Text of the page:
In addition to this, this embodiment can dispense with a mechanical adjusting mechanism, such as screw 109 of the example of FIG. 9. But when a large change in the wavelength takes place, the same function for accommodating the monitor as the conventional one, can be accomplished by only changing the reading channels.

EXAMPLE 5

FIG. 11 depicts waveform diagrams showing an operation of the wavelength monitor built in accordance with the fourth aspect of the present invention. In this embodiment, the conventional or known image sensor is employed for the light intensity detection. In this case, although the fluctuation in the wavelength for every one shot of the laser pulse cannot be observed, the error in reading of the wavelength due to possible differences in the exposure time can be eliminated.

Provided that the etalon 107 contained in the resonator of the laser is stable and that it is hardly affected by vibration, the fluctuation in the wavelength for every one shot of the laser pulse can be ignored. In such a case, a phenomenon to be detected is only a wavelength drifting which may be caused by a thermal distortion and the like; and it is enough to observe a relatively slow variance. The undesirable discontinuous points hitherto included in the light intensity distribution profile can be eliminated by: equalizing (1) the numbers of the laser pulses included in the exposure time period A of the first channel of the image sensor with (2) the numbers of the laser pulses included in the exposure time period B of the final channel of the image sensor.

FIG. 11 shows the condition that the above-mentioned condition has been realized. That is, once the image sensor is reset before the start of the reading, thereby to force the charge accumulated in the optical detectors of the image sensor out, and the exposure time period is made as long as integer times of the period of the laser pulses. In case of continuing the readings successively with the same time intervals inbetween, the resetting may be performed only for the first instance, and the reading can safely be continued.

The procedure for the above-mentioned operation is described in a flow chart shown in FIG. 12. After the start of the laser oscillation (Step S1), the image sensor is reset and the count of the repetitive number N of the laser oscillation is started (Step S2). When the repetitive number N of the laser reaches the predetermined value (Steps S3 and S4), a trigger signal for actuating the image sensor to start its reading is generated; and, by resetting the already counted number N, a fresh count of the repetitive number N is started (Step S5). At Step 6, although the reading is started, the counting still continues because the discontinuous points might appear in the light intensity distribution profile by a sudden stop of the laser oscillation during the reading (Step S7); and when the oscillation is actually stopped, the read signal is cancelled (Step S8). If the oscillation continues, the process returns to the point D of the flow chart, and waits there until the count number N reaches the predetermined value again.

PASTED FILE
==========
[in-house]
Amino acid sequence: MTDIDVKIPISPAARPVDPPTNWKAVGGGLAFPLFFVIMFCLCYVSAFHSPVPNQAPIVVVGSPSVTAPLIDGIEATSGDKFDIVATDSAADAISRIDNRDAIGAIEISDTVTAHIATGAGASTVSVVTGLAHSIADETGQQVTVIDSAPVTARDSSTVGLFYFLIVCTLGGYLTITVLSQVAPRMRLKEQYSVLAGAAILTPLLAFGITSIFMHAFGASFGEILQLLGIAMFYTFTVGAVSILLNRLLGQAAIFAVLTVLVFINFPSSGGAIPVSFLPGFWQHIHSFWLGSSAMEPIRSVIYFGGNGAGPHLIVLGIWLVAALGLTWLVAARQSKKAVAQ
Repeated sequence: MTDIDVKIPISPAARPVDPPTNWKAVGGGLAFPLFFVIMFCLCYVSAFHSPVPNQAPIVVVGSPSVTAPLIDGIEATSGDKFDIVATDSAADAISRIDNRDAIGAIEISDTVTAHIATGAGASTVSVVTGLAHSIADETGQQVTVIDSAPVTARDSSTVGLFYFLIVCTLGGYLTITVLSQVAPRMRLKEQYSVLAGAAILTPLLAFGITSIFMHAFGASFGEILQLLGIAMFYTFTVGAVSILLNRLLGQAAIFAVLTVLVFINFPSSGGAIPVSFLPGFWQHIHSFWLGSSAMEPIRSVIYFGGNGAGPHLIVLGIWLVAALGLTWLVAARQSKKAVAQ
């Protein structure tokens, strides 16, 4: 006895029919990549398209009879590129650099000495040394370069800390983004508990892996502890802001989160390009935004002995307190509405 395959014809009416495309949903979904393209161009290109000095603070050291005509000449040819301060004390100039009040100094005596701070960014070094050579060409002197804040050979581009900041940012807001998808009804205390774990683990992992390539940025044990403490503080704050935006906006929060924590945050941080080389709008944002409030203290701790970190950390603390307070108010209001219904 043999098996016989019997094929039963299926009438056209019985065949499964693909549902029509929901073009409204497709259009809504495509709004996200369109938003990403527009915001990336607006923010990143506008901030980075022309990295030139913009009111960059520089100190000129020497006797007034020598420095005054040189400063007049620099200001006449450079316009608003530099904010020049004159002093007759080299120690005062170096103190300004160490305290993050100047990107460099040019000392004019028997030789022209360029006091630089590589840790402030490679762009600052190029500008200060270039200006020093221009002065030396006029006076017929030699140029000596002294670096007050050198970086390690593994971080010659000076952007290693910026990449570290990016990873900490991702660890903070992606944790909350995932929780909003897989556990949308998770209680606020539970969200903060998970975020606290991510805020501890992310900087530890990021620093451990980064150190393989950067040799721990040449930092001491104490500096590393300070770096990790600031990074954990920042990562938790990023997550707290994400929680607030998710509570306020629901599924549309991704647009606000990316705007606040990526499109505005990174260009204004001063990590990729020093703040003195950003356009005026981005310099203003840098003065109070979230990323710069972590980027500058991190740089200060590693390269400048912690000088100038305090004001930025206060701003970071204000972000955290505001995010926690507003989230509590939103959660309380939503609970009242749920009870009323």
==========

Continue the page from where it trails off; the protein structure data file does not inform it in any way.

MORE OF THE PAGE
If the above-stated predetermined value (to be reached by the actual count number) is large, for instance about 100, wherein a few or several shots of laser oscillation do not affect the count number, there is naturally no need for the canceling. Further, in a case where the variance in the wavelength is slow and the exposure time period can be made long, it is needless to say that, there is no need to make the exposure time period as long as integer times the interval of the laser oscillation, and that the readings at every particular time point do not adversely affect the accuracy in the readings.

In the foregoing description, though only the case of a pulse laser has been discussed, a high speed reading of the wavelength in case of continuous oscillation can also be made possible, by employing the procedures discussed with reference to Examples 3 and 4. It is needless to say that, by employing the concept disclosed with reference to Example 5, the wavelength stabilization can be achieved also, if the repetition times of the reading are increased as compared with the time constant of the fluctuation of wavelength of the continuous output laser.

EXAMPLE 6

FIG. 13 is a schematic view showing a wavelength monitor for a narrow bandwidth laser built in accordance with a fifth aspect of the present invention. In FIG. 13, a Fabry-Perot etalon (hereafter: FP etalon) 201 of an airgap type contains spacers 202 made of a material whose linear coefficient of expansion is 1/10 or smaller of a synthetic quartz, e.g., about 0.0510-6. Bulk material for the discs in the FP etalon 201 is such a synthetic quartz that which has a high homogeneity and shows a high transmittance to ultra-violet rays. And the pair of the disc elements constituting the FP etalon are in an optical contact with the spacers 202. The optical contact is an adhesion attributable to hydrogen bonds, between two surfaces of components finished to high grade planes. The material with a low linear coefficient of expansion can be exemplified as ZERODUR (trade name) available from SCHOTT Co. Ltd., West Germany. It is a glass-ceramic material, i.e., a multi-crystal ceramic material including glass components, showing a very low linear coefficient of expansion by canceling the expansions held by the respective constituent materials with each other. ZERODUR is employed in this embodiment because its coefficient of thermal expansion does not show a hysteresis characteristic against the temperature variation at the time of the optical contact.